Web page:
Despite losing solar jobs last year, Illinois’ solar market is expected to boom over the next five years as the state expands its capacity for the renewable energy source, according to a new report.
Illinois ranked 33rd among states in solar growth last year, adding 13.5 megawatts of solar capacity, according to the recently released U.S. Solar Market Insight Report for 2017 by GTM Research and the Solar Energy Industries Association.
But the longer-term forecast for solar in Illinois is bright, with the state expected to add nearly 2,000 megawatts of solar capacity by 2023, the 10th-largest growth projection among states, according to the report.
Release of the data comes about two months after the Trump administration approved new tariffs on imported solar panels that analysts have said will increase the price of solar systems and stunt the industry’s growth.
Even before the new report, experts said Illinois was positioned well to withstand any negative effects caused by the new tariffs because of the state’s landmark 2016 clean energy law that set ambitious targets for new solar capacity.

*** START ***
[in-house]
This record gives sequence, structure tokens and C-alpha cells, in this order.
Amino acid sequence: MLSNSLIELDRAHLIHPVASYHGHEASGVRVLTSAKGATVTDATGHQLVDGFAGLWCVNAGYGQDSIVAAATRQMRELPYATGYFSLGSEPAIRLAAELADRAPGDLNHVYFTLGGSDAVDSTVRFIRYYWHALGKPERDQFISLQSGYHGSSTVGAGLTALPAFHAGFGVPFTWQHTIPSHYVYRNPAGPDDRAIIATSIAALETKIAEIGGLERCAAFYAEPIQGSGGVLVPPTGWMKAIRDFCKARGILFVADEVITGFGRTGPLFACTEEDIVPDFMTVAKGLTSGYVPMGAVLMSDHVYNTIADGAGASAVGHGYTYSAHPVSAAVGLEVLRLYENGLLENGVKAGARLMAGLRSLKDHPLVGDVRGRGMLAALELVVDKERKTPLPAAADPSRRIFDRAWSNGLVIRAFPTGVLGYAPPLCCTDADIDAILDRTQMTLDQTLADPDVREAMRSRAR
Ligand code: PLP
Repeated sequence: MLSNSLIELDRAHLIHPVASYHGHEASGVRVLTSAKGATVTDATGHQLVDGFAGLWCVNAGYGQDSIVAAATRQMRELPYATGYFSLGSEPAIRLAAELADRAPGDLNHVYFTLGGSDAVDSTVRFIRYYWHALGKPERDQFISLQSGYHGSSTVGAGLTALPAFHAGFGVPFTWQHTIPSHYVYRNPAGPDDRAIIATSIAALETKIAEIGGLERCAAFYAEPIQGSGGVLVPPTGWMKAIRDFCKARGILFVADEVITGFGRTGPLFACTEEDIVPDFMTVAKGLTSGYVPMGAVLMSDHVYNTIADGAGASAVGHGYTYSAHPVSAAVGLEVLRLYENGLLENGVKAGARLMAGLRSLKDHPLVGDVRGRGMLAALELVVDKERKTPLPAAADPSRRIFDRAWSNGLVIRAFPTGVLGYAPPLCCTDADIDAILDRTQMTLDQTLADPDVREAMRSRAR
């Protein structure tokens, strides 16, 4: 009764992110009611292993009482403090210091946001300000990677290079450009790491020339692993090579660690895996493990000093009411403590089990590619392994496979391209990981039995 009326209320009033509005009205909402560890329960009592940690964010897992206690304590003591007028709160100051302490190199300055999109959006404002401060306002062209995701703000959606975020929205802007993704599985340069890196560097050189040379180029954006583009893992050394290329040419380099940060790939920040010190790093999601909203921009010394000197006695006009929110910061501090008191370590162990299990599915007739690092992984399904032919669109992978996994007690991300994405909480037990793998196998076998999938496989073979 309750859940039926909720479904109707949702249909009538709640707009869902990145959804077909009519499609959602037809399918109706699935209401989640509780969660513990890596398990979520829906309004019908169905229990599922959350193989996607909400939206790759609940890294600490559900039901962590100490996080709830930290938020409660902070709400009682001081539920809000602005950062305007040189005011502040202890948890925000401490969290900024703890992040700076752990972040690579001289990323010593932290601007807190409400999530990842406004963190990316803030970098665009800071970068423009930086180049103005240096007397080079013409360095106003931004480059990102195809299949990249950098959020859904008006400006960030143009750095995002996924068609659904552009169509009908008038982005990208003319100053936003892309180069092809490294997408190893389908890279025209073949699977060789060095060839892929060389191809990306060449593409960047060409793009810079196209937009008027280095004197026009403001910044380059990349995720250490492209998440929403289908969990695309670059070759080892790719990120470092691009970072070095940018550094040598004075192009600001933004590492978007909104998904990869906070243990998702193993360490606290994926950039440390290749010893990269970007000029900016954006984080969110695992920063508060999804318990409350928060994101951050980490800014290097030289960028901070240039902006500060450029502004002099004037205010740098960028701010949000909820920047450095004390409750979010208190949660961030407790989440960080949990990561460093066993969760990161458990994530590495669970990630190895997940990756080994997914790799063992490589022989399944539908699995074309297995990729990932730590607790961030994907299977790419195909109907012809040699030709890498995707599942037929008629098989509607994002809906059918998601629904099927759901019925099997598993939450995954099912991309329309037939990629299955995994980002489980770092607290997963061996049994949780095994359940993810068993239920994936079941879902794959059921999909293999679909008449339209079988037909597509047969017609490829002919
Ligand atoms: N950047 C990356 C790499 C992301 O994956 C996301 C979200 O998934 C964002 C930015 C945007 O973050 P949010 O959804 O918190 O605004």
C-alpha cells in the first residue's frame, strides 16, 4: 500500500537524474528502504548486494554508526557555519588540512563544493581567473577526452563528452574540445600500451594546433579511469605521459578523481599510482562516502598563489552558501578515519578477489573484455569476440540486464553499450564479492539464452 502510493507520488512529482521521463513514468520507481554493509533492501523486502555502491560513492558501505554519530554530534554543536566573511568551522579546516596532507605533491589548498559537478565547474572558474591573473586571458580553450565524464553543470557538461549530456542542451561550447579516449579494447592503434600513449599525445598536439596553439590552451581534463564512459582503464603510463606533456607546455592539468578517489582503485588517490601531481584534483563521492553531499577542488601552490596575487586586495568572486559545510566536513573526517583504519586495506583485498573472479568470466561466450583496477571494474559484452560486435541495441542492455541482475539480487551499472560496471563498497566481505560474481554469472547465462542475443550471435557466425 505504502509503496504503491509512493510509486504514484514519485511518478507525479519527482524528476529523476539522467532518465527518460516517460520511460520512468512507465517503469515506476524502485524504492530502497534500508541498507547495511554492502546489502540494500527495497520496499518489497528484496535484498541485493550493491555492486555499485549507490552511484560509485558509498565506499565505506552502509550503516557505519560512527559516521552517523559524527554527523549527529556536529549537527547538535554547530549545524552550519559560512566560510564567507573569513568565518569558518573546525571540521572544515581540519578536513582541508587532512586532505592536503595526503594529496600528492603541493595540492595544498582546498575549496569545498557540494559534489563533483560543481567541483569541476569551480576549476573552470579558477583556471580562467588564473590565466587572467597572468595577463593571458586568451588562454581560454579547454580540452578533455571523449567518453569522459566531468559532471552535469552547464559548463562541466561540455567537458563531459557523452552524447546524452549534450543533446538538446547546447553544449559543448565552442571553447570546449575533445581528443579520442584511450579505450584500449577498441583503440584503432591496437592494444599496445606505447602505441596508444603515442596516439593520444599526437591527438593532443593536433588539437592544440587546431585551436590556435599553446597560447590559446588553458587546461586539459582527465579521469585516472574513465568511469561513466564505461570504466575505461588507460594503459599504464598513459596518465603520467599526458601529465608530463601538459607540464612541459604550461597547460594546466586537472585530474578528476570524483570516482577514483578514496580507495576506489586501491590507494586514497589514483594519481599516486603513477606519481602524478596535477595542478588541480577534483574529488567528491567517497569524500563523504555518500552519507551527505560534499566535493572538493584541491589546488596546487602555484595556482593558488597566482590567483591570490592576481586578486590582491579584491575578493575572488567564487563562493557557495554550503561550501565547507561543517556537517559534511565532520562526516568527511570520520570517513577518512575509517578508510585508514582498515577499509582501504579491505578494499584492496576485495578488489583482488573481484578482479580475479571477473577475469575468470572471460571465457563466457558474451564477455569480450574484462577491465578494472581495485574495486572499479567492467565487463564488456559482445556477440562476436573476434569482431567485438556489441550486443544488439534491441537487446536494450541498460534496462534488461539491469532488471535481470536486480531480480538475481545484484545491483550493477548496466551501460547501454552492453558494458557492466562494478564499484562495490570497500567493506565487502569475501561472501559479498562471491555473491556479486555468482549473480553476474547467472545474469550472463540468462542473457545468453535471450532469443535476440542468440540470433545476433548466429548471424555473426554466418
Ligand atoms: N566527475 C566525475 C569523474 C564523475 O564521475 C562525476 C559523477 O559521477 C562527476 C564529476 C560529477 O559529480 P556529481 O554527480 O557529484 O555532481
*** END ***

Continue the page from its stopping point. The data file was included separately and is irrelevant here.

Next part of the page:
“Nothing is really going to stop the solar train at this point,” said Lesley McCain, executive director of the Illinois Solar Energy Association, following approval of the new tariffs in January.
Although the new tariffs have lowered projections for solar growth nationally, solar capacity in the U.S. is expected to more than double over the next five years, according to the report.
The domestic solar industry has grown significantly in recent years, going from 93,000 jobs in 2010 to more than 250,000 last year.
Feb. 8: The number of solar jobs in Illinois – and the U.S. as a whole – decreased last year, but experts are still optimistic about the industry’s future.
Jan. 25: President Donald Trump’s new tariff on imported solar panels will slow – but not stop – the growth of Illinois’ solar industry, experts say, thanks in large part to the state’s recently passed clean energy law.
April 10, 2017: Mayor Rahm Emanuel announced Sunday a commitment to transition the city’s municipal buildings and operations to 100 percent clean and renewable energy by 2025.